In addition the submissions we received for the inquiry were generally positive about the work of Companies House; in particular its communication with users and its responsiveness to customers were praised.[13] An incorporation and dissemination agent, 7side, told us "in our view Companies House generally perform extremely well, within their remit and meet the majority of their targets".[14] We are also pleased to note that Companies House was awarded Government Agency of the Year 2008 at the CBI Financial Director's Excellence Awards; and the Business Britain Award for Business Services Provider of the Year.

Electronic delivery of services

11. As already noted, the development of technology has been a cause for concern. It has not only been the new IT system (CHIPS) which has created problems for Companies House but also the consequences of moving from an entirely paper based register to an electronic one.

12. The number of documents which can now be accepted electronically by Companies House has risen from 67% in 2004/05, to 80% in 2007/08. In addition more companies are using the service so that in 2004/05 0.6 million documents were filed electronically but in 2007/08 this figure reached 3.1 million.[15] However 51% of documents are still filed on paper[16] and Companies House currently receives over three-quarters of a tonne of post every day.[17] Companies House's 2006/07 Annual Report said:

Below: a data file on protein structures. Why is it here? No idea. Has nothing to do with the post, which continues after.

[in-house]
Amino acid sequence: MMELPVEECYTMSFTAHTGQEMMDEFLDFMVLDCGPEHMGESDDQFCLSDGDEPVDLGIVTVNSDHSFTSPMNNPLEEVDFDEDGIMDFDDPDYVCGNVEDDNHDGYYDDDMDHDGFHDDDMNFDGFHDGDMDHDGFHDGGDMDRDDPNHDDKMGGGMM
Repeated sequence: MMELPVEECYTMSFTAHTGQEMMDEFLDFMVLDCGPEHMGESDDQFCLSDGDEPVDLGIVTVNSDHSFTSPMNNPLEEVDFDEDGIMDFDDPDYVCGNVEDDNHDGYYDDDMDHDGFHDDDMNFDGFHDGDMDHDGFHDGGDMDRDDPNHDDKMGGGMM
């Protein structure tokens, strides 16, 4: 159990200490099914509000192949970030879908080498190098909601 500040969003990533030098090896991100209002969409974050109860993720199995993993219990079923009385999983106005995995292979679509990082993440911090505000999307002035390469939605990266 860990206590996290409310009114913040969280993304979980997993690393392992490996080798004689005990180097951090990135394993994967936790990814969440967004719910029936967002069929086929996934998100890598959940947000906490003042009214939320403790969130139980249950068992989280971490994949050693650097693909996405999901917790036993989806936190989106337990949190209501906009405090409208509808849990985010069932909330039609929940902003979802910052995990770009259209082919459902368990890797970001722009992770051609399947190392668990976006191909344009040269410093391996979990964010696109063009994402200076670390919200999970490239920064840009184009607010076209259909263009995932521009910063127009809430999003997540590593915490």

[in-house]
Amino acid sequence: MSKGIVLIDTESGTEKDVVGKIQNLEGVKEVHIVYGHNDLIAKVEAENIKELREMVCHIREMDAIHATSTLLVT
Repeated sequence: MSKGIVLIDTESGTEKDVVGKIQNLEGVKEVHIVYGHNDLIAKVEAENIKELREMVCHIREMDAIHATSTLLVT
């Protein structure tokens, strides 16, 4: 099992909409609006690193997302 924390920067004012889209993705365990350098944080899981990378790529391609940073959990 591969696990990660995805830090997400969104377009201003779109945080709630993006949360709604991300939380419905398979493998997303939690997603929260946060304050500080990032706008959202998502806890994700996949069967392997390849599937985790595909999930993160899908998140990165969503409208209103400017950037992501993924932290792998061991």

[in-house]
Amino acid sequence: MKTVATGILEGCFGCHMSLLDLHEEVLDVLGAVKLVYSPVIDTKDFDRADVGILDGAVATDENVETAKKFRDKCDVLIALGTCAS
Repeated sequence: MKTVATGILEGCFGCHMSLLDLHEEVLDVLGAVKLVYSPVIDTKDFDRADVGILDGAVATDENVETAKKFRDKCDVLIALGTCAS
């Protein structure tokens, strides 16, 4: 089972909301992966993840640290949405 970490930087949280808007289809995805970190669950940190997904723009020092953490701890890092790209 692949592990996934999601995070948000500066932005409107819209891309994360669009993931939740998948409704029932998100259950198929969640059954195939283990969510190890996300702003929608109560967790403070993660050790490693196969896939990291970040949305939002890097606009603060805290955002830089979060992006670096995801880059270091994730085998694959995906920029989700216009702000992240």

we have not lost sight of our need to provide services to all our customers […] we still have customers who wish to continue sending us paper documents. We are very pleased that we have been able to maintain high levels of performance across all our services.[18]

Companies House has informed us that the "cost differential between electronic and paper services will continue to grow"[19] and that "the last Fees Regulations in 2004 took account of the difference in cost in processing electronic and paper documents. This was reflected for example in the fee of £15 for an electronic incorporation instead of £20 for one filed on paper, and in the fee of £15 when filing an annual return, as opposed to £30 when filed on paper".[20]